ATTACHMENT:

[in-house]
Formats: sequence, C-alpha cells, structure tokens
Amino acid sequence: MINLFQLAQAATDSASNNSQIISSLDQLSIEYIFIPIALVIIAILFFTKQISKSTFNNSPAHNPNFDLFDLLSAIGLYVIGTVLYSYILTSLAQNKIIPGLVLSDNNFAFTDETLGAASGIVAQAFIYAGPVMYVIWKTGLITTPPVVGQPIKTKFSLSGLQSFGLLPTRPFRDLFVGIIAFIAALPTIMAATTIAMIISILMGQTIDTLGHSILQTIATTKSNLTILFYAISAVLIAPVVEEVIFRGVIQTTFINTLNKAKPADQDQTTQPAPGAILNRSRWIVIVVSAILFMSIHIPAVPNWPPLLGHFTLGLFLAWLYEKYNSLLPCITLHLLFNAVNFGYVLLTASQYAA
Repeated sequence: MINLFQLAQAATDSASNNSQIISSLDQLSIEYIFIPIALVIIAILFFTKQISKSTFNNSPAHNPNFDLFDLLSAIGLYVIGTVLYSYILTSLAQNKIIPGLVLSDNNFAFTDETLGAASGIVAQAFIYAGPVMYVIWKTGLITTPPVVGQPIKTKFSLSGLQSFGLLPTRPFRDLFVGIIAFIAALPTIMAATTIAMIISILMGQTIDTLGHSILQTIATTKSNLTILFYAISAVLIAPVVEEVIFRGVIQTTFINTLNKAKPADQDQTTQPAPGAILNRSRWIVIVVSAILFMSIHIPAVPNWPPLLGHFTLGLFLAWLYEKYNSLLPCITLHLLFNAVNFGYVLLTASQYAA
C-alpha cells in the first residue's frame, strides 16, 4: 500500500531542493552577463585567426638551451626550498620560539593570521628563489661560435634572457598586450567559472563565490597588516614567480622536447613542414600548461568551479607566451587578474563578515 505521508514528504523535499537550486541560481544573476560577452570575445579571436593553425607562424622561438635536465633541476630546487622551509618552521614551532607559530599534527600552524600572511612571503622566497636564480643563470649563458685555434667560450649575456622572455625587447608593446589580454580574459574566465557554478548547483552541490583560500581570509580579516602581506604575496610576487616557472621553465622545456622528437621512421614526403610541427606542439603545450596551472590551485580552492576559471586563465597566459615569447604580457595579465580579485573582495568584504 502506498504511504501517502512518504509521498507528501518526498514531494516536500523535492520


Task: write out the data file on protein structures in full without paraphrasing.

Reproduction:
[in-house]
Formats: sequence, C-alpha cells, structure tokens
Amino acid sequence: MINLFQLAQAATDSASNNSQIISSLDQLSIEYIFIPIALVIIAILFFTKQISKSTFNNSPAHNPNFDLFDLLSAIGLYVIGTVLYSYILTSLAQNKIIPGLVLSDNNFAFTDETLGAASGIVAQAFIYAGPVMYVIWKTGLITTPPVVGQPIKTKFSLSGLQSFGLLPTRPFRDLFVGIIAFIAALPTIMAATTIAMIISILMGQTIDTLGHSILQTIATTKSNLTILFYAISAVLIAPVVEEVIFRGVIQTTFINTLNKAKPADQDQTTQPAPGAILNRSRWIVIVVSAILFMSIHIPAVPNWPPLLGHFTLGLFLAWLYEKYNSLLPCITLHLLFNAVNFGYVLLTASQYAA
Repeated sequence: MINLFQLAQAATDSASNNSQIISSLDQLSIEYIFIPIALVIIAILFFTKQISKSTFNNSPAHNPNFDLFDLLSAIGLYVIGTVLYSYILTSLAQNKIIPGLVLSDNNFAFTDETLGAASGIVAQAFIYAGPVMYVIWKTGLITTPPVVGQPIKTKFSLSGLQSFGLLPTRPFRDLFVGIIAFIAALPTIMAATTIAMIISILMGQTIDTLGHSILQTIATTKSNLTILFYAISAVLIAPVVEEVIFRGVIQTTFINTLNKAKPADQDQTTQPAPGAILNRSRWIVIVVSAILFMSIHIPAVPNWPPLLGHFTLGLFLAWLYEKYNSLLPCITLHLLFNAVNFGYVLLTASQYAA
C-alpha cells in the first residue's frame, strides 16, 4: 500500500531542493552577463585567426638551451626550498620560539593570521628563489661560435634572457598586450567559472563565490597588516614567480622536447613542414600548461568551479607566451587578474563578515 505521508514528504523535499537550486541560481544573476560577452570575445579571436593553425607562424622561438635536465633541476630546487622551509618552521614551532607559530599534527600552524600572511612571503622566497636564480643563470649563458685555434667560450649575456622572455625587447608593446589580454580574459574566465557554478548547483552541490583560500581570509580579516602581506604575496610576487616557472621553465622545456622528437621512421614526403610541427606542439603545450596551472590551485580552492576559471586563465597566459615569447604580457595579465580579485573582495568584504 502506498504511504501517502512518504509521498507528501518526498514531494516536500523535492520